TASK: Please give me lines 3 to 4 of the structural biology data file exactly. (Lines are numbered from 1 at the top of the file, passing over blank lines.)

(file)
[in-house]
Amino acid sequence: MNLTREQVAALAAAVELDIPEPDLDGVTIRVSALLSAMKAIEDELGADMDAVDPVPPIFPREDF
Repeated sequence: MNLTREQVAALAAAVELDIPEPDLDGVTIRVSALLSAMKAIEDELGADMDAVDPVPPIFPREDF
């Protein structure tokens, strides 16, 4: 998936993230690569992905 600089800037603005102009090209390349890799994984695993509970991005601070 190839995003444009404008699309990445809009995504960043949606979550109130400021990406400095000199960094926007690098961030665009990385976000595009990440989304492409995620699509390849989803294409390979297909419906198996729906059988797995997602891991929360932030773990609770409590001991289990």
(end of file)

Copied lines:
Repeated sequence: MNLTREQVAALAAAVELDIPEPDLDGVTIRVSALLSAMKAIEDELGADMDAVDPVPPIFPREDF
């Protein structure tokens, strides 16, 4: 998936993230690569992905 600089800037603005102009090209390349890799994984695993509970991005601070 190839995003444009404008699309990445809009995504960043949606979550109130400021990406400095000199960094926007690098961030665009990385976000595009990440989304492409995620699509390849989803294409390979297909419906198996729906059988797995997602891991929360932030773990609770409590001991289990």